Fat-free, low-fat and reduced fat foods may sound like a good idea. While less fat in your diet can be a good thing, products with these labels usually come at a price: When the fat is removed from a product, its sodium and sugar content often increases, as does the thickener and chemical content, all in the name of trying to mimic full-fat flavor and mouth-feel.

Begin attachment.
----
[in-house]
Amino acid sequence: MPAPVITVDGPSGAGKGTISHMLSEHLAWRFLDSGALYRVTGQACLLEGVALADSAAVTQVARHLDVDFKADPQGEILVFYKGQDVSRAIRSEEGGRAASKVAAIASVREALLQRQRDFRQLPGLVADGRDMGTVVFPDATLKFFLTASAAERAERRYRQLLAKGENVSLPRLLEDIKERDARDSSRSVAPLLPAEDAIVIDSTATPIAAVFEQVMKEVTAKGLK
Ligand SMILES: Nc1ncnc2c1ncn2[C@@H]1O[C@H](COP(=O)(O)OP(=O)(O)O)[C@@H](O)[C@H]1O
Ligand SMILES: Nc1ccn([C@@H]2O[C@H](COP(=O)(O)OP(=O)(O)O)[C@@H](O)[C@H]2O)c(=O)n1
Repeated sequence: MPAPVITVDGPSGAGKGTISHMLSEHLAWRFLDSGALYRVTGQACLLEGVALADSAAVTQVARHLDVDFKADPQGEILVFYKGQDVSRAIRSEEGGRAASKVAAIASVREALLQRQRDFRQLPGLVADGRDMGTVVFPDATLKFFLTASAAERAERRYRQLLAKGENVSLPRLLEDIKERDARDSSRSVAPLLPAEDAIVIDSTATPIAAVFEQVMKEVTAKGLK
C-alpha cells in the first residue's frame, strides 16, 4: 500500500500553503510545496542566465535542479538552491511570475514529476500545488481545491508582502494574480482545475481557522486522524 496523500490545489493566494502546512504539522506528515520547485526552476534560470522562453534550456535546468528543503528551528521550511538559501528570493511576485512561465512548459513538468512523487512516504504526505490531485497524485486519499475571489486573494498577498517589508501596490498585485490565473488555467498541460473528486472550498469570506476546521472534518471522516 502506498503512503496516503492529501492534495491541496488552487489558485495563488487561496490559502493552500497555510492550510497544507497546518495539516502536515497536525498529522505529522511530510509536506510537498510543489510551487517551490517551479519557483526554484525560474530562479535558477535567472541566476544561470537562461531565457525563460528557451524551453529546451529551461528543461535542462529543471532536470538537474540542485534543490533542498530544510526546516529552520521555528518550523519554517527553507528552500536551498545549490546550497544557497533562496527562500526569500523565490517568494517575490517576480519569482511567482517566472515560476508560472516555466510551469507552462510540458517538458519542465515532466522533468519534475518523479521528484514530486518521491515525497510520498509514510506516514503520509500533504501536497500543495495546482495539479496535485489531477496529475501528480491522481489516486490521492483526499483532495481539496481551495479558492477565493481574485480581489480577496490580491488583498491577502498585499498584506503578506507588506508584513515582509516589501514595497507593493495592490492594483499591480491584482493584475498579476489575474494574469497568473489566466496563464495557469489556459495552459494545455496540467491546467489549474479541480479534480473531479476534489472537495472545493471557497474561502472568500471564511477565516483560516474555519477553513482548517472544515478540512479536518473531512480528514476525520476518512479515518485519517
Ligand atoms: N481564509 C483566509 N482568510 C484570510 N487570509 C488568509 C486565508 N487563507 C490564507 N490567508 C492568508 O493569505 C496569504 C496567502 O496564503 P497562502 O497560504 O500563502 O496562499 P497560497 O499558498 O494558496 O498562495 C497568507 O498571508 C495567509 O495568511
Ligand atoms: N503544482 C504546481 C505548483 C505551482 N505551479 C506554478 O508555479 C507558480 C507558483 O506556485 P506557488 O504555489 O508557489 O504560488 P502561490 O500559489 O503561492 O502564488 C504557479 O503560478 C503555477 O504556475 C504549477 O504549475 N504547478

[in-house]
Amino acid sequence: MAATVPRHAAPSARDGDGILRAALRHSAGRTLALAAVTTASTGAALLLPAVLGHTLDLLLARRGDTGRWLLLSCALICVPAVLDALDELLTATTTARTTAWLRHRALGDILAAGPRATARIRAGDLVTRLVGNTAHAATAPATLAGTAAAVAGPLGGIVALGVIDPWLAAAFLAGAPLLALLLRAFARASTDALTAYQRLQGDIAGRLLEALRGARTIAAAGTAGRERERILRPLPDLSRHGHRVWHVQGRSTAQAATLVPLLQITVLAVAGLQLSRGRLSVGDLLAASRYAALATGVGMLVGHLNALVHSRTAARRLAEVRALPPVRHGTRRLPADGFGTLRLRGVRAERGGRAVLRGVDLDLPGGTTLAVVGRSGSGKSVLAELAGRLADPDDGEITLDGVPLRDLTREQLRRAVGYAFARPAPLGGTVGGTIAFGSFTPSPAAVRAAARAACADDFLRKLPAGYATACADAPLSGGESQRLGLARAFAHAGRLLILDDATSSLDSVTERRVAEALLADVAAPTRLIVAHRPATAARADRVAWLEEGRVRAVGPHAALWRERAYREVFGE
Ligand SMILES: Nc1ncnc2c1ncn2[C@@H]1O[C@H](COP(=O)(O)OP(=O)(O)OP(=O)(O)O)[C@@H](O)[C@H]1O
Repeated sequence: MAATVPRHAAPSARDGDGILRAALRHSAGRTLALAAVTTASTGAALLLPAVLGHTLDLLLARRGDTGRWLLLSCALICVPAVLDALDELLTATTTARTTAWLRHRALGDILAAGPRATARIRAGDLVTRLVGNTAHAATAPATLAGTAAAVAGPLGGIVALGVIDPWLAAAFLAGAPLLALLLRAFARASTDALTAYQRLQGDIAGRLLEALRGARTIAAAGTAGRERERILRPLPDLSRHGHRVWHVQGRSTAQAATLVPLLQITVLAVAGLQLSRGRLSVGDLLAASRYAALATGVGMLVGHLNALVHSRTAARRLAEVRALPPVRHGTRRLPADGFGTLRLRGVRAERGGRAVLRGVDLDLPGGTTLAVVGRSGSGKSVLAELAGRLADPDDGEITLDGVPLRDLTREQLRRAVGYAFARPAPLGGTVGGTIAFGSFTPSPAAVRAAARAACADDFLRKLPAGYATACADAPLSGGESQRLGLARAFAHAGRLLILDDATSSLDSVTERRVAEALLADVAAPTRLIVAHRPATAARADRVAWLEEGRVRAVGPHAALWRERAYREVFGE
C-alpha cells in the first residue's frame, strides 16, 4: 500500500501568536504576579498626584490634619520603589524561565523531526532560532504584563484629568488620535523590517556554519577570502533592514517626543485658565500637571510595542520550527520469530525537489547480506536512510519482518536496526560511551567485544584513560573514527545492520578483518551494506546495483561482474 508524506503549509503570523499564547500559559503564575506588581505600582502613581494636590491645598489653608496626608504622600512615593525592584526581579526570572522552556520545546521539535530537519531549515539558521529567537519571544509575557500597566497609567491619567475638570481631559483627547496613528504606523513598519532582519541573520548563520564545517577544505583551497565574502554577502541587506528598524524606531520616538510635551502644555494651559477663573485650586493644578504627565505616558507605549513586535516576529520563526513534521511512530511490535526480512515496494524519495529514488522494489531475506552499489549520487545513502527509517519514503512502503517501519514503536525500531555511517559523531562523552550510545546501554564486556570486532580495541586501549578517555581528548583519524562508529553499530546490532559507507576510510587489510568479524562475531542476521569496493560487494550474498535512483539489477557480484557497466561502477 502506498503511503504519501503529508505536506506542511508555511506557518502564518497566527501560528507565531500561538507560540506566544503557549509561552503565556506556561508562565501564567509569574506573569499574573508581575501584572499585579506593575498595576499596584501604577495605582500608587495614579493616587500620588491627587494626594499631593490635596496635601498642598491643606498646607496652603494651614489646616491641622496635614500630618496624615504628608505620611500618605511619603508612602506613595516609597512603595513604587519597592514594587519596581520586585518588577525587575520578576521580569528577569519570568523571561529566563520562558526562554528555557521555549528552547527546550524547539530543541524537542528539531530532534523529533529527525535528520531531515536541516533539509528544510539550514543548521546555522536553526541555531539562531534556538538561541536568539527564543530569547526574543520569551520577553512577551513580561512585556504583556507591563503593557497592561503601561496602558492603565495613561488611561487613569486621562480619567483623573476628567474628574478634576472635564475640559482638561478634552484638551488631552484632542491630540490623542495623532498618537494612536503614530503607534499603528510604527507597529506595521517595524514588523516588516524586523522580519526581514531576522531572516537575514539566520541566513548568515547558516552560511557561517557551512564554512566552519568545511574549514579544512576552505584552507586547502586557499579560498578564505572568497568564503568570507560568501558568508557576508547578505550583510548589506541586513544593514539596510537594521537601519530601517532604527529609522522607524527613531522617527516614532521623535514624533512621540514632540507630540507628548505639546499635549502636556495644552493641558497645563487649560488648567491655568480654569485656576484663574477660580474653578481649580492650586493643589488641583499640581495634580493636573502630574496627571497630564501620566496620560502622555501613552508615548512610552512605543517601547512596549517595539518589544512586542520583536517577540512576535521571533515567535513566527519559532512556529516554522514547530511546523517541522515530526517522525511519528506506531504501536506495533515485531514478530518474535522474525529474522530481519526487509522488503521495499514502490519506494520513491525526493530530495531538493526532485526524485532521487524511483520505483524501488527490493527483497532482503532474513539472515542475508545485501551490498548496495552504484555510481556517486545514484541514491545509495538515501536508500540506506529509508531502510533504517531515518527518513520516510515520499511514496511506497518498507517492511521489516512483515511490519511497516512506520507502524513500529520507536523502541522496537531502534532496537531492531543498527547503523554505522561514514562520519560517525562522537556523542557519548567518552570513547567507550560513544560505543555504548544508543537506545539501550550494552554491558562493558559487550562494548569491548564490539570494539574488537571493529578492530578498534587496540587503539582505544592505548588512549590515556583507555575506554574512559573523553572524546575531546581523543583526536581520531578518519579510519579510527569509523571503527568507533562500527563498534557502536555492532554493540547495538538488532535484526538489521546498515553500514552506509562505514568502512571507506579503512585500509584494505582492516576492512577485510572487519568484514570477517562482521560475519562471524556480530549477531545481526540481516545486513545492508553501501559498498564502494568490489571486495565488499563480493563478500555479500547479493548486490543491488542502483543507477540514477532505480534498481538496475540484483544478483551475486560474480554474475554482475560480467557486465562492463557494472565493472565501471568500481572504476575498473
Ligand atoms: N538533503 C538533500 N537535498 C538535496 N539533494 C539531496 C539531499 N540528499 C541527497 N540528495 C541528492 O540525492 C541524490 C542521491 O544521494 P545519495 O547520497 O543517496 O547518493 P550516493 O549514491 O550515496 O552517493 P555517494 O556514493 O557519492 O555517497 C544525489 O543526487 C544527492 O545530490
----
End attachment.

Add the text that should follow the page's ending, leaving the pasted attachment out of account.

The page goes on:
Fat helps your body function properly, absorb important vitamins and minerals, and regulate your hormones; the fat in the food we eat also help us know when we're full so we don't overeat. Fat is also energy for the body. Your goal shouldn't be to eliminate all fats from your diet; rather, it's the type of fat that you eat that matters. Saturated fats (such as butter) and trans fats (including partially-hydrogenated vegetable oils) are so-called bad fats, and are linked to chronic conditions such as inflammation, type 2 diabetes and heart disease. Unsaturated fats such as omega-3 fatty acids, on the other hand, are considered heart-healthy fats. Look for polyunsaturated and monounsaturated fats, and replace solid fats with healthier vegetable oils.